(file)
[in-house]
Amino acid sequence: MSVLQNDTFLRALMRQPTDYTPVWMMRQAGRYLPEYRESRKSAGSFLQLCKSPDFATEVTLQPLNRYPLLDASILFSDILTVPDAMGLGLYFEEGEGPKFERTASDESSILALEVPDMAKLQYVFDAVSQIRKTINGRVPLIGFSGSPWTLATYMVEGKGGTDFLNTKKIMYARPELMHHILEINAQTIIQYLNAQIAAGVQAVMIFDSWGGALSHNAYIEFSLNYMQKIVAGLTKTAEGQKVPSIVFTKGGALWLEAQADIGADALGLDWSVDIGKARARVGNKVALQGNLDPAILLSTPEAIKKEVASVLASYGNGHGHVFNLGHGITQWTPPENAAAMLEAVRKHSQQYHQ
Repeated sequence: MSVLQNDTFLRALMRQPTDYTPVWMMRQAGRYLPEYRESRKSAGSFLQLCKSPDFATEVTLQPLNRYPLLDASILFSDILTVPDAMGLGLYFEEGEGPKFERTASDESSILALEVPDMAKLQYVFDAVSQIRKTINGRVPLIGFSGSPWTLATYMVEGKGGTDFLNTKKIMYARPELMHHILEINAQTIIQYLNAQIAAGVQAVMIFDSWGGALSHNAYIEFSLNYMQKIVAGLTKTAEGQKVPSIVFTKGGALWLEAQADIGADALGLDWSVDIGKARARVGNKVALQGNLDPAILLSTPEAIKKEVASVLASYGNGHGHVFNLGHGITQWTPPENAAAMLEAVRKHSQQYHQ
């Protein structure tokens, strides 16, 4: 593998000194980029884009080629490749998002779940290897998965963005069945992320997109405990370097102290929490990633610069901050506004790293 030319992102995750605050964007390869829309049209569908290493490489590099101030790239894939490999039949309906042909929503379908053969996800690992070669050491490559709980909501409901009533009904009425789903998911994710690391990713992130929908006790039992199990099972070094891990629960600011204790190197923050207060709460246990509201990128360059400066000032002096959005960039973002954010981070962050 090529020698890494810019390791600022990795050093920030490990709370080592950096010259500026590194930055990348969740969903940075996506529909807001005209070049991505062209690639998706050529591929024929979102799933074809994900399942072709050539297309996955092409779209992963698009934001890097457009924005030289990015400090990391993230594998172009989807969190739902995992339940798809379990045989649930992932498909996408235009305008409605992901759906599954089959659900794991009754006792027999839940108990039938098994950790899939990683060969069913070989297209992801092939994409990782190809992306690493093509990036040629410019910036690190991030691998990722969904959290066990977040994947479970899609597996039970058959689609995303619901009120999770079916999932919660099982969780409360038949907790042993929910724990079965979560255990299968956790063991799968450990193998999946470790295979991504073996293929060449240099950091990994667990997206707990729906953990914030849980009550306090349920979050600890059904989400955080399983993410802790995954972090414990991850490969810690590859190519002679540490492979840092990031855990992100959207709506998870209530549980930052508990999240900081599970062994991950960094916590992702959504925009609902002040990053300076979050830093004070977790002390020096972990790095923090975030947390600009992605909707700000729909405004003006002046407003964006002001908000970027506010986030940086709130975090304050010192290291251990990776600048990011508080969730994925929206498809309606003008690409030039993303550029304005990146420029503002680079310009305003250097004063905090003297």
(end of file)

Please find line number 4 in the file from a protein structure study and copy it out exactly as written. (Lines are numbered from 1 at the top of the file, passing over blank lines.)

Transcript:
């Protein structure tokens, strides 16, 4: 593998000194980029884009080629490749998002779940290897998965963005069945992320997109405990370097102290929490990633610069901050506004790293 030319992102995750605050964007390869829309049209569908290493490489590099101030790239894939490999039949309906042909929503379908053969996800690992070669050491490559709980909501409901009533009904009425789903998911994710690391990713992130929908006790039992199990099972070094891990629960600011204790190197923050207060709460246990509201990128360059400066000032002096959005960039973002954010981070962050 090529020698890494810019390791600022990795050093920030490990709370080592950096010259500026590194930055990348969740969903940075996506529909807001005209070049991505062209690639998706050529591929024929979102799933074809994900399942072709050539297309996955092409779209992963698009934001890097457009924005030289990015400090990391993230594998172009989807969190739902995992339940798809379990045989649930992932498909996408235009305008409605992901759906599954089959659900794991009754006792027999839940108990039938098994950790899939990683060969069913070989297209992801092939994409990782190809992306690493093509990036040629410019910036690190991030691998990722969904959290066990977040994947479970899609597996039970058959689609995303619901009120999770079916999932919660099982969780409360038949907790042993929910724990079965979560255990299968956790063991799968450990193998999946470790295979991504073996293929060449240099950091990994667990997206707990729906953990914030849980009550306090349920979050600890059904989400955080399983993410802790995954972090414990991850490969810690590859190519002679540490492979840092990031855990992100959207709506998870209530549980930052508990999240900081599970062994991950960094916590992702959504925009609902002040990053300076979050830093004070977790002390020096972990790095923090975030947390600009992605909707700000729909405004003006002046407003964006002001908000970027506010986030940086709130975090304050010192290291251990990776600048990011508080969730994925929206498809309606003008690409030039993303550029304005990146420029503002680079310009305003250097004063905090003297």